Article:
Le Carrefour de l'Arbre is of course one of the sectors that defined the 2009 race as Boonen dispatched his companions and several contenders crashed out of contention.
Can Cancellara Bounce Back?
The question on everyone’s lips at last weekend’s Tour of Flanders was whether anyone could stop a rampant Fabian Cancellara. However Flanders proved that Superman was indeed human and if anything it took only a missed feed station and some determined riding from BMC and some of the other favourites to stop him.
However, as defending champion, and having still finished second in Flanders, he will again start Paris-Roubaix as the man to beat.
His biggest challenge should in theory come from Belgian Tom Boonen, who has won the race on three separate occasions (2005, 2008, 2009). He finished a distant fifth last year but showed in Gent-Wevelgem that he still has the legs and desire.
After their strong collective effort in Flanders, BMC will also be in the hunt. In Alessandro Ballan and George Hincapie, they have riders who have finished on the podium in Paris-Roubaix and the Italian looks to be nearing his best after two poor seasons.
And don’t rule out Sky, who with Juan Antonio Flecha, Edvald Boasson Hagen and Hayman have the firepower to cause everyone problems.
Rabobank and HTC-Columbia should also play a part, as should Peter Sagan who will be looking to impress after a crash ruined his chances in Flanders.
Finally, Garmin-Cervelo head into Paris-Roubaix needing a result. With Thor Hushovd, twice a podium placer, they have a rider capable of both attacking and winning a sprint.
27 98 Troisvilles à Inchy (length - 2.2km)
26 104.5 Viesly à Quiévy (1.8km)
25 107 Quiévy à Saint-Python (3.7km)
24 115.5 Saint-Python (1.5km)
23 119.5 Vertain à Saint-Martin-sur-Écaillon (2.3km)
22 126.5 Capelle-sur-Écaillon à Ruesnes ( 1.7km)
21 142.5 Aulnoy-lez-Valenciennes - Famars (2.6km)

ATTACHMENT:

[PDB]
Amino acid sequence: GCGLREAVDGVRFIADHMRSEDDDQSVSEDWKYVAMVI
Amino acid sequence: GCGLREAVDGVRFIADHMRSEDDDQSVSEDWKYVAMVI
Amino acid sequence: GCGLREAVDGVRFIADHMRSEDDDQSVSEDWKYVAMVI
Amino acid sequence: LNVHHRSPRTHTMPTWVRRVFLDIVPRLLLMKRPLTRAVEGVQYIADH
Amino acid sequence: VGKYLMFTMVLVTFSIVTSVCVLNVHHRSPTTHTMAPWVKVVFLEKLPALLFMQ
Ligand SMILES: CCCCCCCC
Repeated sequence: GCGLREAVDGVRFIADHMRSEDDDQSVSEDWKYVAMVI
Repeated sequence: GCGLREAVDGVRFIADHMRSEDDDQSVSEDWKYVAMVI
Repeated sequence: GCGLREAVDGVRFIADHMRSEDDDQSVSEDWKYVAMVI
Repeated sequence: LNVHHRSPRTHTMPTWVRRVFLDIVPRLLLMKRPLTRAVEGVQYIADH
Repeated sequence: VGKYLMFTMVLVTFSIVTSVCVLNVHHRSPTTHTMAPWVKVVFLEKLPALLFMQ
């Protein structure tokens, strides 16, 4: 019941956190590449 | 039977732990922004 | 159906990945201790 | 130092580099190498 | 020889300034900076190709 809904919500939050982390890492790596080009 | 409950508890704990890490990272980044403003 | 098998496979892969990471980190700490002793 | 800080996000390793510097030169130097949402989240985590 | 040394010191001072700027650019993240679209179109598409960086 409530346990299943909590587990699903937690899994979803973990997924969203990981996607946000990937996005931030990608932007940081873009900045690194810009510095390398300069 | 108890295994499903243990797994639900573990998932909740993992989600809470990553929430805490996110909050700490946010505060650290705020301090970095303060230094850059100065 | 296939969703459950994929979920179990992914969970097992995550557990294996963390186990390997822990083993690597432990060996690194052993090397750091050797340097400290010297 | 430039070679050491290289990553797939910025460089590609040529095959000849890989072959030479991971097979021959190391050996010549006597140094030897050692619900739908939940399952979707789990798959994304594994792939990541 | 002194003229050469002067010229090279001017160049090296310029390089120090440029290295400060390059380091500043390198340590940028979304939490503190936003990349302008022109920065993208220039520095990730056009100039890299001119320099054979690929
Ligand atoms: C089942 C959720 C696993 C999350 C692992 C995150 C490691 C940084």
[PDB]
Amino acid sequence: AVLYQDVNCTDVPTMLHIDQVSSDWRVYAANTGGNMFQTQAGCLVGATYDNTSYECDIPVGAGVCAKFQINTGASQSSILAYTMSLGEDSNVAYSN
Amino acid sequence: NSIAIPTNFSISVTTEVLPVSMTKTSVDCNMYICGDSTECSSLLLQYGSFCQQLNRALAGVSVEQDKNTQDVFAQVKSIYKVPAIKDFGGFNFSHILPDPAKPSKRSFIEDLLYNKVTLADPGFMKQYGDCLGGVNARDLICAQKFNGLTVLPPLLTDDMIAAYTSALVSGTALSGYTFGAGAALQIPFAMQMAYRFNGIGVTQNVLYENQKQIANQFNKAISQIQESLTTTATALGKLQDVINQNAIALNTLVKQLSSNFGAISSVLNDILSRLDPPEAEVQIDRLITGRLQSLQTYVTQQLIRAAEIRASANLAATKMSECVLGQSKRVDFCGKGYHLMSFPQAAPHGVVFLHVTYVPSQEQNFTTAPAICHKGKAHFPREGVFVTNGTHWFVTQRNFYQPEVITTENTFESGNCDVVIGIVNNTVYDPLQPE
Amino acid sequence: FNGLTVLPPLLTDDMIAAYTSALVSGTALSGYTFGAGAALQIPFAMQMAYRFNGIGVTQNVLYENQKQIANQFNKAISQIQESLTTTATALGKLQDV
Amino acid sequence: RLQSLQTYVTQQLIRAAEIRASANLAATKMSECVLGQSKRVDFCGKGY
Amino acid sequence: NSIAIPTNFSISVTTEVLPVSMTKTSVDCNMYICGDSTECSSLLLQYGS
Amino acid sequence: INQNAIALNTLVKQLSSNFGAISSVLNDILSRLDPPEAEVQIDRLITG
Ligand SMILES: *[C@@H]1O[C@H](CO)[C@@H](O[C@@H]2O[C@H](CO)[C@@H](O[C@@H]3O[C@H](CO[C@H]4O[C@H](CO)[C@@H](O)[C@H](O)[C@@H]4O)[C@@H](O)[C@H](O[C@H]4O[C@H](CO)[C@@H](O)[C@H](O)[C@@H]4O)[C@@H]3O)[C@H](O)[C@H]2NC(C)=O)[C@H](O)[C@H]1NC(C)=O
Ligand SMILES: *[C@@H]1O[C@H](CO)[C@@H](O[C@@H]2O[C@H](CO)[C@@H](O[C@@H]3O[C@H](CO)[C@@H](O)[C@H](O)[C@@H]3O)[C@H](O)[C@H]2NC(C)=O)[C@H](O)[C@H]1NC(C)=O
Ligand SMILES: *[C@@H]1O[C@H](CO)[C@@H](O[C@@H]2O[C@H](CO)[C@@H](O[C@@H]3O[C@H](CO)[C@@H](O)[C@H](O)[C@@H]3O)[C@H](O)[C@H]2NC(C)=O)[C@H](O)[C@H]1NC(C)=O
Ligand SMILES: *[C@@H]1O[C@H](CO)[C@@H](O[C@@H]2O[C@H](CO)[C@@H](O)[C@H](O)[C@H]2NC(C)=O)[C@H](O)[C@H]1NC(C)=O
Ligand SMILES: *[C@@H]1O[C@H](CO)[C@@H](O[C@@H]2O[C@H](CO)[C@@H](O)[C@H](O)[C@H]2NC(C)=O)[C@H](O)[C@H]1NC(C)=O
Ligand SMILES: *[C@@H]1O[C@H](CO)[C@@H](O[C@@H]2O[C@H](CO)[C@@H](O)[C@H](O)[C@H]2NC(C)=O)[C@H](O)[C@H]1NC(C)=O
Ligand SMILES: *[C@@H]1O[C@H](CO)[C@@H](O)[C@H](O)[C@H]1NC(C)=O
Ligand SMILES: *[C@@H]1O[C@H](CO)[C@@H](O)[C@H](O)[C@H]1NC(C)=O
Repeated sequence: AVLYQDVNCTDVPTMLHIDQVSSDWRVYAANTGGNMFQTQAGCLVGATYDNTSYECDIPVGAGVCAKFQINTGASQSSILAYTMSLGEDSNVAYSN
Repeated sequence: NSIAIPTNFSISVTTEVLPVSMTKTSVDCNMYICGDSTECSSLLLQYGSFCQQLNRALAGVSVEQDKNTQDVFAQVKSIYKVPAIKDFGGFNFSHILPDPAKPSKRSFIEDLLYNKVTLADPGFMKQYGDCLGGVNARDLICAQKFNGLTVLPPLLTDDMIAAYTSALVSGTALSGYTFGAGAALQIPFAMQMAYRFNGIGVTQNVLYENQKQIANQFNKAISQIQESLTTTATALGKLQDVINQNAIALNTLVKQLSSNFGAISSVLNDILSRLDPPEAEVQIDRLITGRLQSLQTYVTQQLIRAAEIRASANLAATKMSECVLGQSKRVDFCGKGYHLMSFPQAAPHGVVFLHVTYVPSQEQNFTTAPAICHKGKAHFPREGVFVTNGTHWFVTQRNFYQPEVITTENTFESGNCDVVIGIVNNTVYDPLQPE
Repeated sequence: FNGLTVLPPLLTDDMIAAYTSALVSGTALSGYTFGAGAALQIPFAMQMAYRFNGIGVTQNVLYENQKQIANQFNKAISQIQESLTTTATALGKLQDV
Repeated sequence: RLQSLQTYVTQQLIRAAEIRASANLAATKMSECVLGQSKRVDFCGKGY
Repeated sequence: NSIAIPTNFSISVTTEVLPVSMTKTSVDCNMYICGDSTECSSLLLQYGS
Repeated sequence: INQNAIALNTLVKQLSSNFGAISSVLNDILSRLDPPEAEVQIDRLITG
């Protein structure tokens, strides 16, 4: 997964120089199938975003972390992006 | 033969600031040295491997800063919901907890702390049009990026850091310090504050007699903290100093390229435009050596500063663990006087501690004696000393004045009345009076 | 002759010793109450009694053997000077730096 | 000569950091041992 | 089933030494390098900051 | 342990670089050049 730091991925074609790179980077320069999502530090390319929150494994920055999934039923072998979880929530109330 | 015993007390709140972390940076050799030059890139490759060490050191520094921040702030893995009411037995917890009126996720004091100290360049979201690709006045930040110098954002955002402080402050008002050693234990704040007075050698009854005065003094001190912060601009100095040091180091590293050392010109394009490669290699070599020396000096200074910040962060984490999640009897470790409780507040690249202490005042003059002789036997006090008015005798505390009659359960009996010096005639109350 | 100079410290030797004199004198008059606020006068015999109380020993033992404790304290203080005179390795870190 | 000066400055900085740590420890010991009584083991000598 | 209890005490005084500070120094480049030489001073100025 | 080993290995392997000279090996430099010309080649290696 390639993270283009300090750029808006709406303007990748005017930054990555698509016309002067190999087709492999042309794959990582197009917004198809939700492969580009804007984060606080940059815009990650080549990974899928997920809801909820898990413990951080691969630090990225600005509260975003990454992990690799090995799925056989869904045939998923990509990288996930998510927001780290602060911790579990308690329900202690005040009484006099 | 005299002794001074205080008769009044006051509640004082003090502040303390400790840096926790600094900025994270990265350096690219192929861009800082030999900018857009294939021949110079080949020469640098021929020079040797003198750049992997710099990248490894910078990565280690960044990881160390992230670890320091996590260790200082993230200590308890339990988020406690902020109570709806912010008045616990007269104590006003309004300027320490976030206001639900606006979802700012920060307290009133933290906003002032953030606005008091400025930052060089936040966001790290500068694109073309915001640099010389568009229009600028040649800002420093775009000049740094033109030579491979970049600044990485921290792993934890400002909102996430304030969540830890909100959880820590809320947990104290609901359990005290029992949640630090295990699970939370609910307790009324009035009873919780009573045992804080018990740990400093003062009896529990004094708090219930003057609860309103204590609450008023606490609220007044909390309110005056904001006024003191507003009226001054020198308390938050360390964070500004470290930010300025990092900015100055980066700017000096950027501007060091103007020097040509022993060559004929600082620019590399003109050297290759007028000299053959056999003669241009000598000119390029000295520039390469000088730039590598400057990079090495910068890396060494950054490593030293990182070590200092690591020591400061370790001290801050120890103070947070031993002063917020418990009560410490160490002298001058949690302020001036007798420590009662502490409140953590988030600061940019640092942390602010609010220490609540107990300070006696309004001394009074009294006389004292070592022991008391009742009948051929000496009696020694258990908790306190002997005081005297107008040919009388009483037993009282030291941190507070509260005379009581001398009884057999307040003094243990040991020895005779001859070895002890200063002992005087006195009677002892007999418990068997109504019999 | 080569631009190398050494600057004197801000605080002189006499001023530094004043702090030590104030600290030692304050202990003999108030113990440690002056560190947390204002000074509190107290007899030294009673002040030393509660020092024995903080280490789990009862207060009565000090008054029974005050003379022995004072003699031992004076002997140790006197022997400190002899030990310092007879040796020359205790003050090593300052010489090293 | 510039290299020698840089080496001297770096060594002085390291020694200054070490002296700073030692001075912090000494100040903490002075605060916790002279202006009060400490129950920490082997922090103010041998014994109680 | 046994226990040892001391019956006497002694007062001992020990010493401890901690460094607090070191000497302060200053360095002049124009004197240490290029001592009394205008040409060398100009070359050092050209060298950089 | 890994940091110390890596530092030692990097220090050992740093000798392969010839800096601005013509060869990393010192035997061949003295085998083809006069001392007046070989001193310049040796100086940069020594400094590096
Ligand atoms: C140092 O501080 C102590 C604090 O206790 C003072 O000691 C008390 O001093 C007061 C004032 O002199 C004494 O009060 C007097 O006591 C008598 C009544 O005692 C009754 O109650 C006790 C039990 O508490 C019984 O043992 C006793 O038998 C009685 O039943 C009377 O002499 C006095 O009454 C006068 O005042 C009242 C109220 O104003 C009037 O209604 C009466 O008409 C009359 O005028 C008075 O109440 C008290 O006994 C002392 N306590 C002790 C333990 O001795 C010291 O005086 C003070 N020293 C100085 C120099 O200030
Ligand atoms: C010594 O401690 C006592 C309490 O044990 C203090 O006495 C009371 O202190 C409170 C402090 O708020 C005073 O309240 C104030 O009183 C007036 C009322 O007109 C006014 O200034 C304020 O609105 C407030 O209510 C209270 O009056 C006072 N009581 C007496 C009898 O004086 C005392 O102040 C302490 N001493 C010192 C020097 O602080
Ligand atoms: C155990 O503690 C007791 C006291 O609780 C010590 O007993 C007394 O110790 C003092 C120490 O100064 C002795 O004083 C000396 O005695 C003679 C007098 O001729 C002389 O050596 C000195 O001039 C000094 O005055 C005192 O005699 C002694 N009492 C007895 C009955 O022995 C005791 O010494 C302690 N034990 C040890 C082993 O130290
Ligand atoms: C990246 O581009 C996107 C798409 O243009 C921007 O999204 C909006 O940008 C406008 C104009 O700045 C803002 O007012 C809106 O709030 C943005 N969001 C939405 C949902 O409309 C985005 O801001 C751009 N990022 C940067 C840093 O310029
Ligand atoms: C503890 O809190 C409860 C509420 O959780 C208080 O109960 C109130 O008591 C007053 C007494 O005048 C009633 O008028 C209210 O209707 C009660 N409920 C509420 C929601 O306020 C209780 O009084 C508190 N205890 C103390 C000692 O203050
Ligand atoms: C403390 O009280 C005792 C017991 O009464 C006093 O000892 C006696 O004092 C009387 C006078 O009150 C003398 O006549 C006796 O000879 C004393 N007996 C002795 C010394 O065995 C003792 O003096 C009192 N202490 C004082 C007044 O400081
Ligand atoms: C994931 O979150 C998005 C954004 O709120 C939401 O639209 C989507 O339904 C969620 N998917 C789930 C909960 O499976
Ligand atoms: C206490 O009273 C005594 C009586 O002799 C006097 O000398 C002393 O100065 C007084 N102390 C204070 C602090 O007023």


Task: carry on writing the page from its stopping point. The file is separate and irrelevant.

20 146 Famars à Quérénaing ( 1.2km)
19 149 Quérénaing à Maing (2.5km)
18 152 Maing à Monchaux-sur-Écaillon (1.6km)
17 164 Haveluy à Wallers (2.5km)
16 172 Trouée d’Arenberg (2.4km)
15 178.5 Millonfosse à Bousignies (1.4km)
14 183.5 Brillon à Tilloy-lez-Marchiennes (1.1km)
14 186 Tilloy à Sars-et-Rosières (2.4km)
13 192.5 Beuvry-la-Forêt à Orchies (1.4km)
12 197.5 Orchies (1.7km)
11 203.5 Auchy-lez-Orchies à Bersée (2.6km)
10 209 Mons-en-Pévèle (3km)
9 215 Mérignies à Avelin (0.7km)
8 218.5 Pont-Thibaut à Ennevelin (1.4km)
7 224 Templeuve - L’Épinette (0.2km)
7 224.5 Templeuve – Moulin de Vertain (0.5km)
6 231 Cysoing à Bourghelles (1.3km)
6 233.5 Bourghelles à Wannehain (1.1km)
5 238 Camphin-en-Pévèle (1.8km)
4 241 Carrefour de l’Arbre (2.1km)
3 243 Gruson (1.1km)
2 250 Willems à Hem (1.4km)
1 256.5 Roubaix ( 0.3km)
Latest on Cyclingnews
2021 Tour of Guangxi, Tour of Chongming Island and Hamburg Cyclassics cancelled due to COVID-19 pandemicUCI says events will return to calendar in 2022
SRM PC8 cycling computer reviewThe SRM PC8 has number-crunching at its core, offering comprehensive performance metric tracking for the competitive racer. All this comes at a hefty premium though...
Olympics: Marchant, Hinze, McCulloch fight back in Keirin repechagesNorth Americans impress in early racing
Vuelta a Burgos: Molano wins stage 2Serrano takes over race lead
Thank you for signing up to Cycling News. You will receive a verification email shortly.
There was a problem. Please refresh the page and try again.